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Why is mining in Turkey so dangerous?

Miners rested as they awaited their trapped friends outside the mine in Soma, Turkey.

Ahmet Sik/Getty Images

Miners rested as they awaited their trapped friends outside the mine in Soma, Turkey.

The mining accident that killed more than 200 workers in Turkey has underscored the health and safety problems in the country’s mining sector.

Experts say poor oversight from regulators, a weak health and safety culture and an uneducated and unorganized workforce have contributed to making Turkey a particularly dangerous country in which to be a miner.

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Here’s a Q&A that explains some of the biggest problems with mining in Turkey.



More than 3,000 workers have died in mine accidents in Turkey since 1941, mostly from methane gas explosions, mine collapses and fires, according to the state-run Anadolu Agency. More than 100,000 people were injured in those accidents. A report in March by the state-run statistics institute says 10.4 percent of all work accidents are related to mining.

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International comparisons are hard to come by because not all countries collect and report statistics in the same way. But experts say the Turkish numbers are high compared to those reported by most other mining nations. For example, in Britain, whose mining sector historically has had a high number of fatalities only saw an average of six mining deaths annually in 2007-2012, according to safety officials. That was just 1 percent of all work-related deaths in Britain during that time.



Researchers point to a number of factors, including cultural attitudes toward workplace safety and poor oversight of working conditions and safety standards.

For one, Turkey hasn’t ratified the International Labor Organization’s Safety and Health in Mines Convention.

A paper published last year by researchers Yucel Demiral and Alpaslan Erturk at Dokuz Eylul University in Izmir, Turkey, said health and safety inspections in Turkish mines are divided between different authorities, and the lack of coordination among them results in ineffective supervision. Also, their paper points to the lack of education and the low level of organization among Turkish miners as a contributing factor to unsafe working conditions.

Though Turkey’s ambition to join the EU has prompted it to adopt many of the bloc’s health and safety standards, in many cases EU directives have just been translated into Turkish, but not harmonized with local regulations, leading to confusion. As a result, those regulations haven’t been put into practice, their paper says.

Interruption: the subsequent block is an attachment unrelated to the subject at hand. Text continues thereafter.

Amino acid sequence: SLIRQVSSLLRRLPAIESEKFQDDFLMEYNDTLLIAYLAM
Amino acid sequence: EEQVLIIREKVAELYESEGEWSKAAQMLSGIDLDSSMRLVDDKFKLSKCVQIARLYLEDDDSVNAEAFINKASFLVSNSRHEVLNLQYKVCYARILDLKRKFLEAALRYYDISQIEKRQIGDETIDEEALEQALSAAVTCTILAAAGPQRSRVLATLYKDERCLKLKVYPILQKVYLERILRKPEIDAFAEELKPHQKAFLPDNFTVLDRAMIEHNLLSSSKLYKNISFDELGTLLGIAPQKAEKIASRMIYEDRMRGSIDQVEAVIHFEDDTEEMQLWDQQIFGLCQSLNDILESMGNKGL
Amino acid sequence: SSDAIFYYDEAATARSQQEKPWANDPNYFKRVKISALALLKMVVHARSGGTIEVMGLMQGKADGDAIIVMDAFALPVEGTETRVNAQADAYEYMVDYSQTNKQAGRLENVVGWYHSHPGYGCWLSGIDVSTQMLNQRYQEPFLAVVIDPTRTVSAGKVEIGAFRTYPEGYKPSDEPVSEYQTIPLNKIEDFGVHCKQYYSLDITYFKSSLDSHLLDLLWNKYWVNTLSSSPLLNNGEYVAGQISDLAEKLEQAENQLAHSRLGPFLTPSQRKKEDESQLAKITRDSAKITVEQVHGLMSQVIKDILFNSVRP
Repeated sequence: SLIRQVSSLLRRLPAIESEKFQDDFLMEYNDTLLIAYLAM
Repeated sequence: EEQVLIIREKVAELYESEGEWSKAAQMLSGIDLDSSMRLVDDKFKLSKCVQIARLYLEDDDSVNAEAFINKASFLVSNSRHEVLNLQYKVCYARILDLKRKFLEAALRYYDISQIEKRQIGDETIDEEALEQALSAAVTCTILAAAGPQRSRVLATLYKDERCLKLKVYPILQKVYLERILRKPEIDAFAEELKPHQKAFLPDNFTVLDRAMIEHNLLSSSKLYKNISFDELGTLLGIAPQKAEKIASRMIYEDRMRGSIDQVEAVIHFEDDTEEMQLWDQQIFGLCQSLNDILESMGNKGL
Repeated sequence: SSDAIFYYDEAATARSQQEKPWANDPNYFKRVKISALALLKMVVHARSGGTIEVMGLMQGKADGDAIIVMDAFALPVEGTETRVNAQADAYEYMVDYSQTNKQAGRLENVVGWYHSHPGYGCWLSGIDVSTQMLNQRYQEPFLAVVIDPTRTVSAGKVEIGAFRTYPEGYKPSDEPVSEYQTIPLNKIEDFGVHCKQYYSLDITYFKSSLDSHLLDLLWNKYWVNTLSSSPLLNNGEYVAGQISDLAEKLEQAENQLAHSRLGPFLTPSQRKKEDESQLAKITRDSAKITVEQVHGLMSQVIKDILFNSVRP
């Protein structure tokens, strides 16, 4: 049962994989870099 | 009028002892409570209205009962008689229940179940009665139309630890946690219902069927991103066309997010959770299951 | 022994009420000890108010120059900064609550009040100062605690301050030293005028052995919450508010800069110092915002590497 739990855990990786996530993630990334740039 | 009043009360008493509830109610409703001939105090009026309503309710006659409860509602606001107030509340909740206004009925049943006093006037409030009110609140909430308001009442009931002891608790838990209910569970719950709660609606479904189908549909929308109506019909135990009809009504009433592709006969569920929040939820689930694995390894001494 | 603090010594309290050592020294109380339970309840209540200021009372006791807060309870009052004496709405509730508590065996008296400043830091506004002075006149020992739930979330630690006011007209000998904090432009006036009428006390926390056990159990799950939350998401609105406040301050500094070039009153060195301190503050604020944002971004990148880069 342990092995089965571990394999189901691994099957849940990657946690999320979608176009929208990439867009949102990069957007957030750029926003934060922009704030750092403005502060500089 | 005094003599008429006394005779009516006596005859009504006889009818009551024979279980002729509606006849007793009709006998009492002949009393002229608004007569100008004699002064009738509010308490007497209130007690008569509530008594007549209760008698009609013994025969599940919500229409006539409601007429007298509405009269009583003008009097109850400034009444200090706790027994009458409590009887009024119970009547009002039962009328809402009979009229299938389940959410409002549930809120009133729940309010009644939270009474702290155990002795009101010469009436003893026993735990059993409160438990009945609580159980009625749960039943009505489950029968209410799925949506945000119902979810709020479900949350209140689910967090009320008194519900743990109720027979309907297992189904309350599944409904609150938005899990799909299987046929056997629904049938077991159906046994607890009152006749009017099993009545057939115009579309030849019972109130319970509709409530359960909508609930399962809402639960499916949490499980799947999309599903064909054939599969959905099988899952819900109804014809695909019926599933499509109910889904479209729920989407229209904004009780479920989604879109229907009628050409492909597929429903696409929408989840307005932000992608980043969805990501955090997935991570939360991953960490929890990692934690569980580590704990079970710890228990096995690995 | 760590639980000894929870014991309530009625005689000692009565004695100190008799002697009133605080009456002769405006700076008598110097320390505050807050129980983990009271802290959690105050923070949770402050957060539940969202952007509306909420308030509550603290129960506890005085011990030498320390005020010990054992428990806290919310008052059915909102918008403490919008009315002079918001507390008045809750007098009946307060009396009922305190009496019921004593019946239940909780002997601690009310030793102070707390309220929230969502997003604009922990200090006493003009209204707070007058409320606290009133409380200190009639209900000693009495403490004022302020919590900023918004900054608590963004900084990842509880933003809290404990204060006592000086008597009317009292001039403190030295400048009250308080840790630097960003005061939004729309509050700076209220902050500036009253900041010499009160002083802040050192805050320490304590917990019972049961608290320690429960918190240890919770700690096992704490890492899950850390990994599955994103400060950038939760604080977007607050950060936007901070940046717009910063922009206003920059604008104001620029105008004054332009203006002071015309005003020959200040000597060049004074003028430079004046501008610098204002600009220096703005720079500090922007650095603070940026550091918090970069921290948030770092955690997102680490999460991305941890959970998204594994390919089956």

Andrew Watson, operations manager at Britain’s Mines Rescue Service, said that attitudes toward safety — putting safety before production — and using technology that warns of dangerous conditions are key to safe mining operations.

In British coal mines, for example, every mining machine has a monitor to measure the level of methane, an explosive gas. When the level reaches a trigger point, the power to the machines is automatically cut off. ‘‘That way you remove the ignition source,’’ Watson said.

Stressing that he didn’t know whether that type of technology was in use in the Turkish mine where the latest accident occurred, he said the frequency of large-scale accidents suggests Turkey has a problem with safety controls. ‘‘Whether it’s faulty equipment or management or supervision, something has gone wrong with the controls,’’ he said.

To illustrate Turkey’s somewhat fatalistic approach to mine accidents, Prime Minister Recep Tayyip Erdogan said after a mining accident in 2010 that killed 30 miners that death was part of the ‘‘profession’s fate.’’



Mining always has been a hazardous occupation, although health and safety standards have been improved significantly in many countries.

Coal mining can be particularly dangerous. Safely removing the coal from a mine is challenging because coal is often found between soft layers of rock that are prone to cave-ins. Also, the mining operations can result in the release of noxious or explosive gases and potentially explosive coal dust.

Operating heavy machinery in dark and cramped conditions deep underground presents additional risks.

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